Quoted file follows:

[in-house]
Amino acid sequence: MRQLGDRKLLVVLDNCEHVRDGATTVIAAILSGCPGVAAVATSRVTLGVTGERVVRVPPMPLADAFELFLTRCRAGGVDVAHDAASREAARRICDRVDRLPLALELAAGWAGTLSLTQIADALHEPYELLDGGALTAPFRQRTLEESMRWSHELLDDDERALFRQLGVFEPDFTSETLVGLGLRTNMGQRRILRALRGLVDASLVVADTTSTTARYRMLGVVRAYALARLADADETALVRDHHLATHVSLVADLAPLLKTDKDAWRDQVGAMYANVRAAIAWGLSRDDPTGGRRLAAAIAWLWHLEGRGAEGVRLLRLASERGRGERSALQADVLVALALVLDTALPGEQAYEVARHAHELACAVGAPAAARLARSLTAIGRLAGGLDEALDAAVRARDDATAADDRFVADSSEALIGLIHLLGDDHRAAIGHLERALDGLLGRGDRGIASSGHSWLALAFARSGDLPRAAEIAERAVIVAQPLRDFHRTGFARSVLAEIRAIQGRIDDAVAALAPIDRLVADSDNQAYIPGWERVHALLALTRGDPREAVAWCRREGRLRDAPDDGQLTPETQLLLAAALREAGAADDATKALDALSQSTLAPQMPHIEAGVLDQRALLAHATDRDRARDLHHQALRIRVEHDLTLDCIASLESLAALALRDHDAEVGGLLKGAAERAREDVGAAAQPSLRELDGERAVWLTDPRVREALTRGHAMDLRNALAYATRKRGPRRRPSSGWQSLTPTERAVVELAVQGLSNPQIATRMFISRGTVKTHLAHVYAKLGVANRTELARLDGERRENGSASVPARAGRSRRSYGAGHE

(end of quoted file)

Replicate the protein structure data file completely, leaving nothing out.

[in-house]
Amino acid sequence: MRQLGDRKLLVVLDNCEHVRDGATTVIAAILSGCPGVAAVATSRVTLGVTGERVVRVPPMPLADAFELFLTRCRAGGVDVAHDAASREAARRICDRVDRLPLALELAAGWAGTLSLTQIADALHEPYELLDGGALTAPFRQRTLEESMRWSHELLDDDERALFRQLGVFEPDFTSETLVGLGLRTNMGQRRILRALRGLVDASLVVADTTSTTARYRMLGVVRAYALARLADADETALVRDHHLATHVSLVADLAPLLKTDKDAWRDQVGAMYANVRAAIAWGLSRDDPTGGRRLAAAIAWLWHLEGRGAEGVRLLRLASERGRGERSALQADVLVALALVLDTALPGEQAYEVARHAHELACAVGAPAAARLARSLTAIGRLAGGLDEALDAAVRARDDATAADDRFVADSSEALIGLIHLLGDDHRAAIGHLERALDGLLGRGDRGIASSGHSWLALAFARSGDLPRAAEIAERAVIVAQPLRDFHRTGFARSVLAEIRAIQGRIDDAVAALAPIDRLVADSDNQAYIPGWERVHALLALTRGDPREAVAWCRREGRLRDAPDDGQLTPETQLLLAAALREAGAADDATKALDALSQSTLAPQMPHIEAGVLDQRALLAHATDRDRARDLHHQALRIRVEHDLTLDCIASLESLAALALRDHDAEVGGLLKGAAERAREDVGAAAQPSLRELDGERAVWLTDPRVREALTRGHAMDLRNALAYATRKRGPRRRPSSGWQSLTPTERAVVELAVQGLSNPQIATRMFISRGTVKTHLAHVYAKLGVANRTELARLDGERRENGSASVPARAGRSRRSYGAGHE